So remember when I precariously perched a moderately encased rangefinder above my sump pump well? It was kinda wedged in between the cover and the well wall, and I thought there wasn't enough play in the line leading to the rangefinder as to let it drop in. Well... all my hackery finally caught up to me and a very expensive sensor ended up taking a swim. Current remained running through it the entire time so for several hours it swam in well water, slowly accreting minerals. No amount of drying out would save it.
I wasn't going to replace it with another expensive sensor... so I went the completely opposite direction and built an unbelievably primitive water detector. Here two plates of aluminum foil were hot-glued to construction paper and the bare end of my infamous telephone wire, then isolated in electrical tape. If water bridged the two aluminum plates, a connection would be made - at least enough of a connection to be considered a "high" signal.
The other end of the two wires were sent to the NPN transistor that was originally intended to work as a UART logic inverter. Now it was a simple logic gate; once the water closed the circuit the NPN shut off the current headed to a GPIO pin. If the pin was live, no water was detected. If the pin was dead, you had a problem.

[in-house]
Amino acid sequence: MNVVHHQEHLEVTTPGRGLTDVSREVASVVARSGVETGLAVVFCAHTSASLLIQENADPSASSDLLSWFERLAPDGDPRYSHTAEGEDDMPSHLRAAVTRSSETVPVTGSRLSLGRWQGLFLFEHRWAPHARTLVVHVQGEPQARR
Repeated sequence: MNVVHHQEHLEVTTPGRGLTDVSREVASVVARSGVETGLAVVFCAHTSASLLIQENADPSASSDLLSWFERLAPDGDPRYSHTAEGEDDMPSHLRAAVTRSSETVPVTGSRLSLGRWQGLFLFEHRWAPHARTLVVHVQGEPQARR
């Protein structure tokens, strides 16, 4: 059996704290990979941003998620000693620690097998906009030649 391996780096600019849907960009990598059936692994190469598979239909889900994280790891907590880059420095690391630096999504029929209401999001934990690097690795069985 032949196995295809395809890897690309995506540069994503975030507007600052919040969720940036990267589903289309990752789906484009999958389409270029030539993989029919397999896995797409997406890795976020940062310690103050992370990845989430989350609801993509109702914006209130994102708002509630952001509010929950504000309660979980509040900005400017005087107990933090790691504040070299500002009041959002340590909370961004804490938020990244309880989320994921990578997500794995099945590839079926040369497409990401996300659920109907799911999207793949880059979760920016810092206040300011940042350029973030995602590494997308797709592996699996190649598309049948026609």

The web front-end that I created for this whole rigamarole was updated to reflect this hack, and now just reports the binary status of the water detector. I'm not thrilled with the setup, but I also wasn't too keen on the idea of plopping any more money down on a solution.
So... lesson learned. Don't dangle water sensitive components over a well of water.
I do have a need for another security camera, so this whole setup may just be ditched in favor of another Motion rig. I really dig the I2C temperature and humidity breakout board however, and I'd like to keep using it. Maybe I'll save up my allowance and get a CC3000 WiFi board and pair it up with the temp/humidity board... that would be a pretty nifty & tiny package.